Yesterday, on his way to the post office, my dad fell. Thankfully, he is living in Co-op City, one of the best places in the city, and people were around immediately to help him. A security guard called me twice, once to tell me what happened and that he called an ambulance and a second time to give me the name of the hospital. The construction workers around stopped what they were doing to care for him. The Bronx, and particularly places like Co-op City, aren't touted as good places to live, but as long as my dad can live alone, I wouldn't want him anywhere else.
The ambulance took him to Einstein Hospital, the hospital I credit with finding his cancer and saving his life. And, while I will say thank you to the doctors for fixing him up, I will say BAH HUMBUG when it came to patient care. We waited hours to see a doctor and even longer (almost two hours) for the nurse to bring the pain killer he ordered. There was a machine behind my dad that beeped non stop and no one bothered to turn it off for more than a few minutes at a time. Before we left a patient advocate let us know all we had to do was hit a yellow button and it was a shame we weren't told this. My dad missed his turn at x-ray because no one came to pick him up and even when we were told we could leave, it took another hour and a half to get tubes removed and papers signed.
I had a long conversation with the patient advocate as we waited to depart and let her know all my concerns. She listened, upset at what I told her and said to say something earlier next time. The truth of the matter is I would have except I watched the poor staff run around, like chickens without heads, doing their best to take care of everyone. No one was sitting around shooting the breeze or having a leisurely cup of coffee. These nurses, techs and aids were providing the best care they could. There just was not enough personnel to handle the patient load. The PA that took care of my dad was a fine young man who was running in a hundred directions at once. By the end of the night, I wanted to tell him to lay down in the bed my dad was vacating. (He looked like he needed it.)
ER's take care of sick people. They save lives. The people that work their deserve decent paychecks and the utmost respect from everyone. Hospital administrators need to see how overworked and overwhelmed these people get and they need to do something to alleviate these working conditions because, unless these conditions are improved, lives will be lost. But hey, ERs like this take care of us 99%ers and the people in charge don't much care.
Oh my gosh, I hope your dad is ok. Nothing's broken, I take it?
You are so right about ER staffs being so overworked. Our closest hospital is also the biggest trauma center in the area. (Even though it's technically in the suburbs, it's where they bring injured Chicago cops and firemen.) The wait can be ridiculously long because they just never seem to have enough people. But the people who are there are always busting their butts.
Hmmm....reminds me SO much of another profession... ;-)
I remember once driving my grandmother to the emergency room at Maimonides and waiting there til 3 in the morning. How could they treat an older woman like that?? And I did open up my mouth, but it did no good. I noticed they took ambulance patients in first and wished that I had called the ambulance instead. Now I see from reading your post it would not make any difference today.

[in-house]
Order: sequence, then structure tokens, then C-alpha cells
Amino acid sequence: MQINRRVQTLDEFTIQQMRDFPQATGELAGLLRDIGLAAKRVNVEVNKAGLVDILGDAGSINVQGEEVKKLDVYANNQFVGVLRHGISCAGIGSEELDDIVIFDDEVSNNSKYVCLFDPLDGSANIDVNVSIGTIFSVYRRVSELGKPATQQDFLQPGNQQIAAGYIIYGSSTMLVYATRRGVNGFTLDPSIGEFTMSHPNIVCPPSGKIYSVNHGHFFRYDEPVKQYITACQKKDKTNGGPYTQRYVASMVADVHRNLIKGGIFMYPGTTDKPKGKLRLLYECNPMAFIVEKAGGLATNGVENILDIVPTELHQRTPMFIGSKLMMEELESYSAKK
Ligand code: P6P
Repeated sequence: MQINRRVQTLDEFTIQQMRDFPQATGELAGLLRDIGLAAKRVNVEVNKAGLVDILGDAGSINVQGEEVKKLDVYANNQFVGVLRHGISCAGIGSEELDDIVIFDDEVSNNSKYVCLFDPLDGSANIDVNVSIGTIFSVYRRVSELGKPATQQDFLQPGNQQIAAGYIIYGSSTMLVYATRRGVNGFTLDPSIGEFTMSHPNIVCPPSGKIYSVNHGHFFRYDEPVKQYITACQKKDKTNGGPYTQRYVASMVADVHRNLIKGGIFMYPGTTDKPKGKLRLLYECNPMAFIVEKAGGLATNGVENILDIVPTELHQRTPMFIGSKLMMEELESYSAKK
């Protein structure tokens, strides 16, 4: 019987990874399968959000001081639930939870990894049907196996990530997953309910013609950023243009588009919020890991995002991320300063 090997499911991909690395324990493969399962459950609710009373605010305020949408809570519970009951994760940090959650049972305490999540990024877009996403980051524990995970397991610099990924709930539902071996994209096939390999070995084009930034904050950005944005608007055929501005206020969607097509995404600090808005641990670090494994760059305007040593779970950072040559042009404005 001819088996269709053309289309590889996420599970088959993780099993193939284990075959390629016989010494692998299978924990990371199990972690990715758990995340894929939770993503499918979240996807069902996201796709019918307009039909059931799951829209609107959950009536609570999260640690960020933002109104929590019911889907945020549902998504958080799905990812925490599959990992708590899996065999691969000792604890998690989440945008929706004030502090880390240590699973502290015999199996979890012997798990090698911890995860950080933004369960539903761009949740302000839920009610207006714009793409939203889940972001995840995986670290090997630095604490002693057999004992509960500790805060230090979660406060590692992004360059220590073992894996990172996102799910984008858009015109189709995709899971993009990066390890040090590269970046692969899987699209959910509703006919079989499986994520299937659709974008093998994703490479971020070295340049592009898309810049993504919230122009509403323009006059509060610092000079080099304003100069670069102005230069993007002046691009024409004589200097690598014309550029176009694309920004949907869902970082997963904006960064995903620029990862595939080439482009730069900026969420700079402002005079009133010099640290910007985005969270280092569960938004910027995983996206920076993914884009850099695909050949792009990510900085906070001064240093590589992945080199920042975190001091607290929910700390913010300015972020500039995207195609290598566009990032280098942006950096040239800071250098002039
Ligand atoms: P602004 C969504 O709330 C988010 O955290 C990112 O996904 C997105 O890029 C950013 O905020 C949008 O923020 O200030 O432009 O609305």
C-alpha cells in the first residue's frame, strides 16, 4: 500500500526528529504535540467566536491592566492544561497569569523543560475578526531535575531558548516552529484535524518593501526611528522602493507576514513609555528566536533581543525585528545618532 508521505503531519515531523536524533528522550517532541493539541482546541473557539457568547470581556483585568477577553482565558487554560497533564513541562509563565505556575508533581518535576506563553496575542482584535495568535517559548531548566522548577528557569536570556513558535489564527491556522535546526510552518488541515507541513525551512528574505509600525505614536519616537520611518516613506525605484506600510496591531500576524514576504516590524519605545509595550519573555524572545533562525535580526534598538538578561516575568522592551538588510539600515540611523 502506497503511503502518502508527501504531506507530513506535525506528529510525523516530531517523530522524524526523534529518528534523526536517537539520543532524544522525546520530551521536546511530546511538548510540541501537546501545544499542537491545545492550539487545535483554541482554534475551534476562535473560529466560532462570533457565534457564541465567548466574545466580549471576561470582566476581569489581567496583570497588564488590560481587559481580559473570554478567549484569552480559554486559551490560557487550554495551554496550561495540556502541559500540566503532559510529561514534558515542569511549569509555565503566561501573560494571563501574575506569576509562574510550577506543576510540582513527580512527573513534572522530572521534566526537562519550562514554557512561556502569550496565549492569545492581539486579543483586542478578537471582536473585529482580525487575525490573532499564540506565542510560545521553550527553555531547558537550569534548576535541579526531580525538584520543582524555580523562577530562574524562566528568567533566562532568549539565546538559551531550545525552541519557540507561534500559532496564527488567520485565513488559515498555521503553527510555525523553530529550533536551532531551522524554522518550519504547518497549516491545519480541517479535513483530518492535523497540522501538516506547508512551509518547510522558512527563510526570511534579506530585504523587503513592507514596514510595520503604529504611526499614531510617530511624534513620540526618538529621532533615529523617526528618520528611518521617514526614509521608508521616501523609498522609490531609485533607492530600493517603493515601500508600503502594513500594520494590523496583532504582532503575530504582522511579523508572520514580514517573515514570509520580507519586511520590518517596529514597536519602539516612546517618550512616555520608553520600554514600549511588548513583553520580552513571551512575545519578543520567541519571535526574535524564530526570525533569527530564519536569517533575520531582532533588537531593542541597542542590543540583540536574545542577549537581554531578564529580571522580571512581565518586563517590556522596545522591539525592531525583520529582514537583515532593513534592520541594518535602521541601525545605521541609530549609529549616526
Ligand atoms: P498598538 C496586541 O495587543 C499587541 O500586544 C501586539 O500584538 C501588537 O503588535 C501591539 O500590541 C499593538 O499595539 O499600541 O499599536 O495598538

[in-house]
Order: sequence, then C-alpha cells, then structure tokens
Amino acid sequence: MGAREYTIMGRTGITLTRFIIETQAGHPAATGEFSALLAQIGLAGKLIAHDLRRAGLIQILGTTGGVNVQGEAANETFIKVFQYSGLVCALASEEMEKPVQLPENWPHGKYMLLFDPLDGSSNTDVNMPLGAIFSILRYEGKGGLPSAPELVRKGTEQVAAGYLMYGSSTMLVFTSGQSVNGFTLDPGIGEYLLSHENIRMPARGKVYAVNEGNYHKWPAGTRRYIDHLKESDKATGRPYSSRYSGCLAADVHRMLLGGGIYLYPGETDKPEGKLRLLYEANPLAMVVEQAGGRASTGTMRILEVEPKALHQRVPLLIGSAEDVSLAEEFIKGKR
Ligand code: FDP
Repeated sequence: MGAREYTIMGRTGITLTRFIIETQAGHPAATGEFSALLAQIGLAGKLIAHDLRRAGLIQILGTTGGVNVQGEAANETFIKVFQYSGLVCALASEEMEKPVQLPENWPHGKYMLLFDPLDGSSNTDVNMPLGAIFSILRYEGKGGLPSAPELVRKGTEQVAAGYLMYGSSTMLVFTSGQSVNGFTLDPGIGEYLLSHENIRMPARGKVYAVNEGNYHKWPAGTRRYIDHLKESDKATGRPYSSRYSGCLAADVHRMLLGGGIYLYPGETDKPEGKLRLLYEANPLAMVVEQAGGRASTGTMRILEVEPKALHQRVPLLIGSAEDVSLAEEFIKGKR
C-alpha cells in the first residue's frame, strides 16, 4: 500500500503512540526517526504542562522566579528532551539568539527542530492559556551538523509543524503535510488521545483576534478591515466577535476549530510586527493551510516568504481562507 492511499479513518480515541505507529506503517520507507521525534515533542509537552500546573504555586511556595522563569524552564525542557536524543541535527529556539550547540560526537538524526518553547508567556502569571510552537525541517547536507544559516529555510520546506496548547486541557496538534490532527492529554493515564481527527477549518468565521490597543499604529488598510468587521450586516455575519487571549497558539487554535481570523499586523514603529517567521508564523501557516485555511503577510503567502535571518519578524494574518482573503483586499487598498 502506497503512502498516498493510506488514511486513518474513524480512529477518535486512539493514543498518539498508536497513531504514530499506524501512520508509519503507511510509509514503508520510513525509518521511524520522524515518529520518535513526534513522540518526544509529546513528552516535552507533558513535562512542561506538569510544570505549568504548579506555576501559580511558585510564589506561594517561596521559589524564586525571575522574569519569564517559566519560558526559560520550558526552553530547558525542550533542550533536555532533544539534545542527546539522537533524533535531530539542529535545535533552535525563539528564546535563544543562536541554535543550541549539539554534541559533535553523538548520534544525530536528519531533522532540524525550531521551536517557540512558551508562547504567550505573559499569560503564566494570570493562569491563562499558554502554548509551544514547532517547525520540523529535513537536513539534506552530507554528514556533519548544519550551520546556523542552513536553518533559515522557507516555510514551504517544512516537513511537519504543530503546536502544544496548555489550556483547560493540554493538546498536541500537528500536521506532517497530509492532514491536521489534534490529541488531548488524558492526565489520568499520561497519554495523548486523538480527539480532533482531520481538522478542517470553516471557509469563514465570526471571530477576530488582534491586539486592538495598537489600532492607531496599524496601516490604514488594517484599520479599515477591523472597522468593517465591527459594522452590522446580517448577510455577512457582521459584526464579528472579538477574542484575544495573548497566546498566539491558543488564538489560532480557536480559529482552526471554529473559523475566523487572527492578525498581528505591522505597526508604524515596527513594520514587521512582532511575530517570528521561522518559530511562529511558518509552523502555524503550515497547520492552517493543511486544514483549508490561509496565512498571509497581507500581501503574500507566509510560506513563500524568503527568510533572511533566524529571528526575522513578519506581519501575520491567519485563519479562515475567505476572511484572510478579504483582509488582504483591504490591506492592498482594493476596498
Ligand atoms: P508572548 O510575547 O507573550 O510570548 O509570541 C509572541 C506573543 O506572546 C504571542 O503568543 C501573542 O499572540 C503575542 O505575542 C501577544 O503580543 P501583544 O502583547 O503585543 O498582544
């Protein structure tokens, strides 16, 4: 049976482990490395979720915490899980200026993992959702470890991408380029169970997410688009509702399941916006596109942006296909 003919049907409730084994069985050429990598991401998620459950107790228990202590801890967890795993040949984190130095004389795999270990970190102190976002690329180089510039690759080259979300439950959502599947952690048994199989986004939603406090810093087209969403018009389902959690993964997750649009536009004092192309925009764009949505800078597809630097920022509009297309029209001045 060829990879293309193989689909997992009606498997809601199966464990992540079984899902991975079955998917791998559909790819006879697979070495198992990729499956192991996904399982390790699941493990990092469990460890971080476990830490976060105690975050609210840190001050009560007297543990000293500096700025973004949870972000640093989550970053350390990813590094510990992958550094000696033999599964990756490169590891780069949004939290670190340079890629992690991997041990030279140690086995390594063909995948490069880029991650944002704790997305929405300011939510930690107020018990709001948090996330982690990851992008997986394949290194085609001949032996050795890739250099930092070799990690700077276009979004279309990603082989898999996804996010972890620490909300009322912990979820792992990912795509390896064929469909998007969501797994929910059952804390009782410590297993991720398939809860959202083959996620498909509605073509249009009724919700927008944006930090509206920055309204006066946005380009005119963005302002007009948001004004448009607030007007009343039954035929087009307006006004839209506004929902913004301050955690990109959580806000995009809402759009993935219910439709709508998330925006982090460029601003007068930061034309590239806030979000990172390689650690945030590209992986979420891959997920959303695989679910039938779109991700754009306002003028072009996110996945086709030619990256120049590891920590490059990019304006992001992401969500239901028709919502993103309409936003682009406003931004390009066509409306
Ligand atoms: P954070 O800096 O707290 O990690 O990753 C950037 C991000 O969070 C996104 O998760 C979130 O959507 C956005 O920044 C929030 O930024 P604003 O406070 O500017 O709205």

When I was having a horrible cough and feeling badly, I called my doctor who told me to get to an emergency room and get a chest x-ray. I knew what I would be in for and didn't want to go. Then I remembered First Med had an x-ray machine, so I drove myself there and was in and out within an hour with a script in hand. I asked them to call the script in so it would be delivered to me.
The longest I ever waited in a First Med was 2 hours--the shortest a half hour. The average time, one hour. I have seen older patients put on gurneys and ambulances called to get them--not that they rushed either. At least that patient got seen by a doctor and maybe something good came of it by the time the patient arrived at the hospital.
Emergency rooms are a horror--not like what we see on TV--and it's been over 40 years since I took my grandmother to the hospital. It's really sad that nothing has changed.
I am glad your dad is okay. Falls are a terrible thing.
My dad has a fractured shoulder and it was dislocated. They were able to sedate him and then put it back. They taped the shoulder. He is in a lot of pain and is staying with me.
OMG!!! Since you didn't exactly say in the post, I was hoping he was okay. To keep someone with a fracture in pain, especially an elderly person, without meds for 2 hours is criminal. What a strain on the heart!!!
At least you can follow up with a good orthopedist. Although I have found their waiting rooms even worse. That's why I now pay full price to see someone who doesn't take GHI at Hospital of Special Surgery. Many of their doctors have satellite offices on Long Island. And the parking is free.
If I don't like a GHI doctor,and the condition is serious, I will pay out of pocket if I find someone I like. I had a great GYN (not OB) who didn't take the insurance. Many teachers went to her. When she moved away, she sold her practice to a wonderful doctor who accepts GHI. Through word of mouth her practice has grown, but thankfully she is not OB, so the wait time is great. I love not having a million people with the same appt time.
I think you should write the hospital and tell them of your experience. Meds should not take that long even if the pharmacy is backed up. Pain meds should be available to the emergency room staff.
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